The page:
The fatal explosion at the Upper Big Branch mine in 2010 shocked the nation. It was the worst mine disaster in the United States in decades, with 29 coal miners losing their lives. Earlier this month, jurors in West Virginia sent a clear message that no mine operator is above the law when they found former Massey Energy CEO Don Blankenship guilty of conspiracy to willfully violate mine health and safety standards.
Every so often as I walk down the halls of the BLS headquarters building in Washington, D.C., I notice a few drips of coffee or water on our otherwise shiny floors. My first reaction is to stoop down and wipe up the spill, or to grab one of the handy “caution” signs we have around the building, to avoid a slip or fall.
The 24-year-old worker was reportedly adjusting a metal sheet being welded by the machine when he was stabbed by one of its arms. Ramji Lal, from Uttar Pradesh, had been working at a SKH Metals factory in Manesar for around 18 months when the accident happened on Wednesday, the Times of India reported.
Welding is a very difficult trade to master. It involves many tools and equipment, and not just anyone can pick up a blow torch and start making the steel beams and car frames of the world—it takes a certain level of skill.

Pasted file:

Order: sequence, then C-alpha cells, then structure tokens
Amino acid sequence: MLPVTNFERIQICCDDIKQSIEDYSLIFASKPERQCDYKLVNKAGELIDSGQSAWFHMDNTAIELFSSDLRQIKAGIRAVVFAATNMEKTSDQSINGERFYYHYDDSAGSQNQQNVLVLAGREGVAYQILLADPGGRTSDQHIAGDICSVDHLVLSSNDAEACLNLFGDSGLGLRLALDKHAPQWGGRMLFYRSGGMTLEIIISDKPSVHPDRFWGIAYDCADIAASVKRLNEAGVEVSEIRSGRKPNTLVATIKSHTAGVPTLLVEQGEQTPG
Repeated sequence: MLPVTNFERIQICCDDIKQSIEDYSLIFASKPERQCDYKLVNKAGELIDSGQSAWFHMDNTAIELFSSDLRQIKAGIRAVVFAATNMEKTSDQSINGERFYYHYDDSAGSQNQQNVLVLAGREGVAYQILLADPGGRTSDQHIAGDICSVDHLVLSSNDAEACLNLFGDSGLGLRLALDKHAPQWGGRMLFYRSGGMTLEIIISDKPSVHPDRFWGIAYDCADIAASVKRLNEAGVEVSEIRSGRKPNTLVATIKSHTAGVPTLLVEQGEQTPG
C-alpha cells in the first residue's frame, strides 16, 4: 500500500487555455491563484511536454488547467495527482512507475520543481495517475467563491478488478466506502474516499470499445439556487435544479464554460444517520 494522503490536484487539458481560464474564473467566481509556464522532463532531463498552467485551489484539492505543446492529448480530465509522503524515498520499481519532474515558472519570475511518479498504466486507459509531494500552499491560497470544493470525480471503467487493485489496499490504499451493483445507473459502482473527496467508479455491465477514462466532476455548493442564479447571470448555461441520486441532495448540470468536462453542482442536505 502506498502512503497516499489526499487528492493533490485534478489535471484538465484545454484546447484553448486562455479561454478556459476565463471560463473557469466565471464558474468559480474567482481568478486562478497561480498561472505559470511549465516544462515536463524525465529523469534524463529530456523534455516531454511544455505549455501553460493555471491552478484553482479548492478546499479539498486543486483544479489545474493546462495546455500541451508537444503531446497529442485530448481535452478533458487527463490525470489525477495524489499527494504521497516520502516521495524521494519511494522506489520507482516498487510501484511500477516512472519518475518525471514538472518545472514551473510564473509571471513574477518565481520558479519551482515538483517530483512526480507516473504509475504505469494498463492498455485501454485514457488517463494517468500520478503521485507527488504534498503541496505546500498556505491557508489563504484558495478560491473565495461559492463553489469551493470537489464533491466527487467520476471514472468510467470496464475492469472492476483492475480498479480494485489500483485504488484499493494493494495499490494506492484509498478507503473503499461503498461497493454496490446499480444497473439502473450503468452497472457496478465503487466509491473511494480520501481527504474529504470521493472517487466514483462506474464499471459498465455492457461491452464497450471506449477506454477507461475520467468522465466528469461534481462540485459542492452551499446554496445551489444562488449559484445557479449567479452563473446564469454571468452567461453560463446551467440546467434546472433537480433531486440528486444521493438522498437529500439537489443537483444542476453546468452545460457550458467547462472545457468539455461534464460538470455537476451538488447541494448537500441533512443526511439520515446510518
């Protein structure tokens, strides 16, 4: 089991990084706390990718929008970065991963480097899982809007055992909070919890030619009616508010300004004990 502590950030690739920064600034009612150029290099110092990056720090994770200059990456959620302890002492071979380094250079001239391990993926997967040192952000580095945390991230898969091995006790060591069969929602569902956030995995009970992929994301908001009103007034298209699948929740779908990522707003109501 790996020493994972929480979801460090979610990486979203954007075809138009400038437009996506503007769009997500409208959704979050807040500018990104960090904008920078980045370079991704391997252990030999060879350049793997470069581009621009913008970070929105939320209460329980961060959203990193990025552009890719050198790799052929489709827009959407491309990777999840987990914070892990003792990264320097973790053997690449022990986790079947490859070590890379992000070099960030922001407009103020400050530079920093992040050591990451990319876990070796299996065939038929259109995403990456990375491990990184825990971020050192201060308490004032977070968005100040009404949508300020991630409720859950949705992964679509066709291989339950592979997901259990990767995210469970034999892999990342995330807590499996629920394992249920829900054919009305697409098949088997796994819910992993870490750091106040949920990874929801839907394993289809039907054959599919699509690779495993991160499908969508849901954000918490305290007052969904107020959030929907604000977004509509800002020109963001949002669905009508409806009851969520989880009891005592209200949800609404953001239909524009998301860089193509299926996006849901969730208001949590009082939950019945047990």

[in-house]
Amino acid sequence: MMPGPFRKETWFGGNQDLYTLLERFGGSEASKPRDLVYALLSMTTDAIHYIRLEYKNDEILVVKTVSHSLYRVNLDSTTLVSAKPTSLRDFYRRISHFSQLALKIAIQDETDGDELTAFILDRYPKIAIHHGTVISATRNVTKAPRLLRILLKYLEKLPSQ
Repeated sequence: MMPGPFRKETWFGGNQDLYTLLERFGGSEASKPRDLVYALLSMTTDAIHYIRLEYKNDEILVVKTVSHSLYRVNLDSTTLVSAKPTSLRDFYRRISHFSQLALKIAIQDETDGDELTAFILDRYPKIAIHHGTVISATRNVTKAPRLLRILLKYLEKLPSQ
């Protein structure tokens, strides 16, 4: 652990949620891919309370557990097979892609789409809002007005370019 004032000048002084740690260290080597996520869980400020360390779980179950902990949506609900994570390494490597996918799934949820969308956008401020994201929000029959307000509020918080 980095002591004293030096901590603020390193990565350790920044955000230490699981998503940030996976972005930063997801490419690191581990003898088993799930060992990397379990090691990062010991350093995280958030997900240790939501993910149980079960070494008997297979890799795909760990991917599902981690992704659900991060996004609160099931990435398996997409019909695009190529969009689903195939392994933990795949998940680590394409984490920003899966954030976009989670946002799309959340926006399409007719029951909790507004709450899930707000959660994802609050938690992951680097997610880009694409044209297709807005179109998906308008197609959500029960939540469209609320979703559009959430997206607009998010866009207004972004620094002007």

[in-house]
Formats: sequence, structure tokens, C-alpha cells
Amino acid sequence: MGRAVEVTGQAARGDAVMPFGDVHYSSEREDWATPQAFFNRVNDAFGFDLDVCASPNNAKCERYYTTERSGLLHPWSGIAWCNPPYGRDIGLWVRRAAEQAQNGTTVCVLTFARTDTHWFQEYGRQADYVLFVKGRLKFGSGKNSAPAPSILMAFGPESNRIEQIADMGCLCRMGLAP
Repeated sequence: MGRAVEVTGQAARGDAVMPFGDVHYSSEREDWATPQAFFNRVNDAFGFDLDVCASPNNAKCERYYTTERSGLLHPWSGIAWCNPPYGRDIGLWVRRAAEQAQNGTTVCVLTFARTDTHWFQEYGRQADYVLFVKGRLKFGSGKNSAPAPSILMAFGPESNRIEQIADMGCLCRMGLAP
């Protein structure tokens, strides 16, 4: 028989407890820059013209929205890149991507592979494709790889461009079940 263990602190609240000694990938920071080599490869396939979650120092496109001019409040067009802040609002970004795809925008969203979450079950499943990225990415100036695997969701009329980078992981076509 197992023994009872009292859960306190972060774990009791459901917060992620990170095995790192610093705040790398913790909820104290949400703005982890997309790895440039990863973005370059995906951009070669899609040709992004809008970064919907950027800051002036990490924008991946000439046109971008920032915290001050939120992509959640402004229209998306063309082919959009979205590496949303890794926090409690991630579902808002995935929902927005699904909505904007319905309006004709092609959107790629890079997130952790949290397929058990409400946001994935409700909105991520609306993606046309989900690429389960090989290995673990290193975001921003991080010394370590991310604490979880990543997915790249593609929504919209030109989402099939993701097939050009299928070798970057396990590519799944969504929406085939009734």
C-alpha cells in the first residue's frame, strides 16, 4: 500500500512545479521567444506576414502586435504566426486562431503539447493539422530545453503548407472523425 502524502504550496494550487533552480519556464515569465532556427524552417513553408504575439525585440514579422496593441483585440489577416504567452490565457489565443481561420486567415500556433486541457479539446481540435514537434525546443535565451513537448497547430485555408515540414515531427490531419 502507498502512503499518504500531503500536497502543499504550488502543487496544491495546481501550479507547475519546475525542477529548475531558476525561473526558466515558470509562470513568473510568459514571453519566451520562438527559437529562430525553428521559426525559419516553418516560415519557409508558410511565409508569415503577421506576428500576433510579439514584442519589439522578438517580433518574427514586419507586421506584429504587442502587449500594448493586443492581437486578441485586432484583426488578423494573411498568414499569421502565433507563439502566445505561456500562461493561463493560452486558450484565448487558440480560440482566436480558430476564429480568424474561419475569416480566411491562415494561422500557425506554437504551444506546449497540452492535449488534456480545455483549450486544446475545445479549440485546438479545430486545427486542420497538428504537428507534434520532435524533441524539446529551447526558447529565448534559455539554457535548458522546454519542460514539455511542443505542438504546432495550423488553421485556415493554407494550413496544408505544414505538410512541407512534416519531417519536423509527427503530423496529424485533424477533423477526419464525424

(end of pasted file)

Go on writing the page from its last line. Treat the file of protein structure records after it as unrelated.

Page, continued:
A man was killed in an explosion at a welding shop in Dayton. Authorities were notified of the incident about 9 a.m. at Crystal Welding and "are treating it as a tragic accident," said City Administrator Bob Derus.
Q. What is a fume plume? A. A fume plume is the clearly visible column of fume that rises directly from the spot of welding or cutting. Welders and cutters should take precautions to avoid breathing this area directly.
General hazards of welding include impact, penetration, harmful dust, smoke, fumes, heat and light radiation. Welding “smoke” is a mixture of very fine particles (fumes) and gases. Many of the substances in the smoke can be extremely toxic.